Researchers at Check Point Research have uncovered a massive phishing attack that has cast a large net over Canadian banks. The campaign in question was uncovered by Check Point via a phishing email impersonating a legitimate correspondence from the Royal Bank of Canada. As the post from Check Point states, this eventually led researchers to uncover the following evidence:
Looking into the detected artifacts revealed an ongoing phishing attack that has been going after customers of Canadian banks for at least two years. By sending highly convincing e-mails to their targets, constantly registering look-alike domains for popular banking services in Canada and crafting tailor-made documents, the attackers behind this were able to run a large-scale operation and remain under the radar for a long time."
The phishing attack emails generally follow a similar framework regardless of the Canadian banks being impersonated. In the case of the most recent example, the attack involving the Royal Bank of Canada, users are tricked into downloading a malicious PDF document. This is accomplished by convincing victims that they need to renew their digital certificate for online banking. The document then links to URLs that are spoofed pages of the Royal Bank of Canada. As one may guess, the spoofing allows the threat actors to collect banking data. In almost all of the cases attacking customers of Canadian banks, getting the victim to download a PDF, and interact with it, is usually the main goal.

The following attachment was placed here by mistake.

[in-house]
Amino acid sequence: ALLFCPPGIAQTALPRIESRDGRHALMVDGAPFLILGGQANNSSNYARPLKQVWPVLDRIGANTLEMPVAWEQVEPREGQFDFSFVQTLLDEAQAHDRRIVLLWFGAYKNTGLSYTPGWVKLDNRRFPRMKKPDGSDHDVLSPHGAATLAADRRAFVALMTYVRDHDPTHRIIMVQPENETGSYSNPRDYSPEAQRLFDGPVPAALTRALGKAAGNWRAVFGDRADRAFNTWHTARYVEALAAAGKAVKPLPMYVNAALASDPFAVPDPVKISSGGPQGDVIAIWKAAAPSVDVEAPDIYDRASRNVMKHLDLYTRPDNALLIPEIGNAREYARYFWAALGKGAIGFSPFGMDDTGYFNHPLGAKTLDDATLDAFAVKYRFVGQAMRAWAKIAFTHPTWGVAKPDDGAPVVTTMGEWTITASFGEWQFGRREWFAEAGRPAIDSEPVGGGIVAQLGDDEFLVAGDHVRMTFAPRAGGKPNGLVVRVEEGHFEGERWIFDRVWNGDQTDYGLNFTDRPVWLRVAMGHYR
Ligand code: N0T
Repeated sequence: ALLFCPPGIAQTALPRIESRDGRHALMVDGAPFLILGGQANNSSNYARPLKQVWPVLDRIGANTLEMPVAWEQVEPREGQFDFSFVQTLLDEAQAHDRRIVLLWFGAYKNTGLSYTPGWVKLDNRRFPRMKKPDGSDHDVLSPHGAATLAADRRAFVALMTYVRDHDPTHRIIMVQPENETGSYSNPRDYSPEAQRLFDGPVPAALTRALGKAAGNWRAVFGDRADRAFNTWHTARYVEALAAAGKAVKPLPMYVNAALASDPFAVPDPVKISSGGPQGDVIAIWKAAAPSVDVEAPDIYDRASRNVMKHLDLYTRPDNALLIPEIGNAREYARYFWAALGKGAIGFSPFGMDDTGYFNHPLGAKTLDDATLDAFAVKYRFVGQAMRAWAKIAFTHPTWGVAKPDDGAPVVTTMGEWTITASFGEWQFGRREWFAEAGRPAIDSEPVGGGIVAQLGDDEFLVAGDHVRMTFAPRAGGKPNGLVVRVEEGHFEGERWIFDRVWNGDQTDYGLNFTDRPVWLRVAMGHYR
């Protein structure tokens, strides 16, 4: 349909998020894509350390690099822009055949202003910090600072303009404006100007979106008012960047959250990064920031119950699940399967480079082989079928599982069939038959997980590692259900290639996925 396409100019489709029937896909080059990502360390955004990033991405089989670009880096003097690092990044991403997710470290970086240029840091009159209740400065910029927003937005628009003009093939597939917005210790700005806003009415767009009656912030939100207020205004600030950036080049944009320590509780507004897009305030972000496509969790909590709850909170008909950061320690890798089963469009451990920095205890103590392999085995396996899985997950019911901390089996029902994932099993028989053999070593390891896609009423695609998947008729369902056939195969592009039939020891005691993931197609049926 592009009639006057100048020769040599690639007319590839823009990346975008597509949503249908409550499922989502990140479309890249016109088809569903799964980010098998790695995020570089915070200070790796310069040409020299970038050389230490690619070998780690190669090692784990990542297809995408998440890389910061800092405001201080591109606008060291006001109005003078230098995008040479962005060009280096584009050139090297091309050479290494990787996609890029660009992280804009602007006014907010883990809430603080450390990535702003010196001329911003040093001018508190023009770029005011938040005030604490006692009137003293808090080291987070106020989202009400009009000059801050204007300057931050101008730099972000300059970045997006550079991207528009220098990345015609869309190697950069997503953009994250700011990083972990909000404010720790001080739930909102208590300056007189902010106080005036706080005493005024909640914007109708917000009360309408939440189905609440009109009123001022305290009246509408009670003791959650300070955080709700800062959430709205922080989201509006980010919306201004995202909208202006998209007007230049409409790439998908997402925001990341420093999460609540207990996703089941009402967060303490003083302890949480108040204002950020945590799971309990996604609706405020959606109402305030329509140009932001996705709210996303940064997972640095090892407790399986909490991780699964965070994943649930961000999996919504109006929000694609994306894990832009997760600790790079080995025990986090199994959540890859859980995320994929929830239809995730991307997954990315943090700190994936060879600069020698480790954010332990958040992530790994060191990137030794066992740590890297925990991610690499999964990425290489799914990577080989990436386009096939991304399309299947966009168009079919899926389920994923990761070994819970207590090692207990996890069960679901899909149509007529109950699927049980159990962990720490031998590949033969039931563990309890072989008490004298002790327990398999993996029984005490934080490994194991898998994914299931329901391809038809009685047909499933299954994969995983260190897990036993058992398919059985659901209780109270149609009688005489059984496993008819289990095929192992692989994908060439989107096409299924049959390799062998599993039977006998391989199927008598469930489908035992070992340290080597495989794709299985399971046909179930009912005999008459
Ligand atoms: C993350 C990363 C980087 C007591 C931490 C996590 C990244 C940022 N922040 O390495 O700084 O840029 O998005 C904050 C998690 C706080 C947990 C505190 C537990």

After doing some digging, Check Point uncovered an IP address (176.119.1[.]80) that originates in Ukraine. Following this, it was uncovered that most of the IP addresses in the 176.119.1[.]0/24 netblock were utilized in spoofing other Canadian banks as a part of the two-year campaign. The domains that were faked impersonated a large number of banks: The Royal Bank of Canada, Scotiabank, BMO Bank of Montreal, Interac, Tangerine, Desjardins Bank, CIBC Canadian Imperial Bank of Commerce, TD Canada Trust, Simplii Financial, and many more.
In light of the phishing attack, customers of any Canadian banking service are fair game for these threat actors, and for that reason, Canadians should be extra diligent when responding to emails that appear to come from their bank.
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